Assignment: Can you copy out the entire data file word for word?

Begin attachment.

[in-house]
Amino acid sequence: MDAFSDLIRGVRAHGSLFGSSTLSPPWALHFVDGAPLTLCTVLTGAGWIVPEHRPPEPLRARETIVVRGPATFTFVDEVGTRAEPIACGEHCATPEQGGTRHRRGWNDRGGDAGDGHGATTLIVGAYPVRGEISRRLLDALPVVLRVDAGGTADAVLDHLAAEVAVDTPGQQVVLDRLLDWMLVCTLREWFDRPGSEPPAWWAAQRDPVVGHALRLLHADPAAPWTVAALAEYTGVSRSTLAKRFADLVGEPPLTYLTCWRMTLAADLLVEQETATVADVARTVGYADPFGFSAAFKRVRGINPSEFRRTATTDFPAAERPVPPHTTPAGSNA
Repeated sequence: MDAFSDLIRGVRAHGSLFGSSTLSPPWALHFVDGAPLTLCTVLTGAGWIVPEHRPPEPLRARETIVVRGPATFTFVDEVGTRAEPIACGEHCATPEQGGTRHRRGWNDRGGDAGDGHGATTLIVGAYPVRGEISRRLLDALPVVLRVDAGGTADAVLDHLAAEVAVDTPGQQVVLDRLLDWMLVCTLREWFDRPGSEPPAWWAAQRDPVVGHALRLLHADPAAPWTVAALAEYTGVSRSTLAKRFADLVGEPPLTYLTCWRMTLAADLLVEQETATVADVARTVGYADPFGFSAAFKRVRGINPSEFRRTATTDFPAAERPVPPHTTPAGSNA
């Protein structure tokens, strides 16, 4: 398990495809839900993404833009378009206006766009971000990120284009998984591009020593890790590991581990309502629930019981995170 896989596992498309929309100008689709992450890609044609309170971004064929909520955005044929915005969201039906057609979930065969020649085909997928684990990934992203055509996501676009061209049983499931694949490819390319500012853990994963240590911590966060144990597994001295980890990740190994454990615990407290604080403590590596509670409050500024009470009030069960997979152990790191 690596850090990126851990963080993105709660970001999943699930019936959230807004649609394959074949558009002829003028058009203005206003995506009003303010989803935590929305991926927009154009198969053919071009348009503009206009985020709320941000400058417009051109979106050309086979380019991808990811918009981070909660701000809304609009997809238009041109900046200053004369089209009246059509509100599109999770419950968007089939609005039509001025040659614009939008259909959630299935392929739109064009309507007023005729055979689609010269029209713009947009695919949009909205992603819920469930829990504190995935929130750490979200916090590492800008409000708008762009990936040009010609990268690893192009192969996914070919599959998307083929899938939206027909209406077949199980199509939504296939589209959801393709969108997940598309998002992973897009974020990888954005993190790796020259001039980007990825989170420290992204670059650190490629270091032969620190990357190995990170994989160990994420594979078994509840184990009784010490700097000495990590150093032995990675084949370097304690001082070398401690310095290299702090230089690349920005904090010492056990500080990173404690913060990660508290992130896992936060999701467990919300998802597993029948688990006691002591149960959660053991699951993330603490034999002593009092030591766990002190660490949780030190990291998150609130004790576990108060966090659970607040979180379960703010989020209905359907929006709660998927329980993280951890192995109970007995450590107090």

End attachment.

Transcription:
[in-house]
Amino acid sequence: MDAFSDLIRGVRAHGSLFGSSTLSPPWALHFVDGAPLTLCTVLTGAGWIVPEHRPPEPLRARETIVVRGPATFTFVDEVGTRAEPIACGEHCATPEQGGTRHRRGWNDRGGDAGDGHGATTLIVGAYPVRGEISRRLLDALPVVLRVDAGGTADAVLDHLAAEVAVDTPGQQVVLDRLLDWMLVCTLREWFDRPGSEPPAWWAAQRDPVVGHALRLLHADPAAPWTVAALAEYTGVSRSTLAKRFADLVGEPPLTYLTCWRMTLAADLLVEQETATVADVARTVGYADPFGFSAAFKRVRGINPSEFRRTATTDFPAAERPVPPHTTPAGSNA
Repeated sequence: MDAFSDLIRGVRAHGSLFGSSTLSPPWALHFVDGAPLTLCTVLTGAGWIVPEHRPPEPLRARETIVVRGPATFTFVDEVGTRAEPIACGEHCATPEQGGTRHRRGWNDRGGDAGDGHGATTLIVGAYPVRGEISRRLLDALPVVLRVDAGGTADAVLDHLAAEVAVDTPGQQVVLDRLLDWMLVCTLREWFDRPGSEPPAWWAAQRDPVVGHALRLLHADPAAPWTVAALAEYTGVSRSTLAKRFADLVGEPPLTYLTCWRMTLAADLLVEQETATVADVARTVGYADPFGFSAAFKRVRGINPSEFRRTATTDFPAAERPVPPHTTPAGSNA
């Protein structure tokens, strides 16, 4: 398990495809839900993404833009378009206006766009971000990120284009998984591009020593890790590991581990309502629930019981995170 896989596992498309929309100008689709992450890609044609309170971004064929909520955005044929915005969201039906057609979930065969020649085909997928684990990934992203055509996501676009061209049983499931694949490819390319500012853990994963240590911590966060144990597994001295980890990740190994454990615990407290604080403590590596509670409050500024009470009030069960997979152990790191 690596850090990126851990963080993105709660970001999943699930019936959230807004649609394959074949558009002829003028058009203005206003995506009003303010989803935590929305991926927009154009198969053919071009348009503009206009985020709320941000400058417009051109979106050309086979380019991808990811918009981070909660701000809304609009997809238009041109900046200053004369089209009246059509509100599109999770419950968007089939609005039509001025040659614009939008259909959630299935392929739109064009309507007023005729055979689609010269029209713009947009695919949009909205992603819920469930829990504190995935929130750490979200916090590492800008409000708008762009990936040009010609990268690893192009192969996914070919599959998307083929899938939206027909209406077949199980199509939504296939589209959801393709969108997940598309998002992973897009974020990888954005993190790796020259001039980007990825989170420290992204670059650190490629270091032969620190990357190995990170994989160990994420594979078994509840184990009784010490700097000495990590150093032995990675084949370097304690001082070398401690310095290299702090230089690349920005904090010492056990500080990173404690913060990660508290992130896992936060999701467990919300998802597993029948688990006691002591149960959660053991699951993330603490034999002593009092030591766990002190660490949780030190990291998150609130004790576990108060966090659970607040979180379960703010989020209905359907929006709660998927329980993280951890192995109970007995450590107090």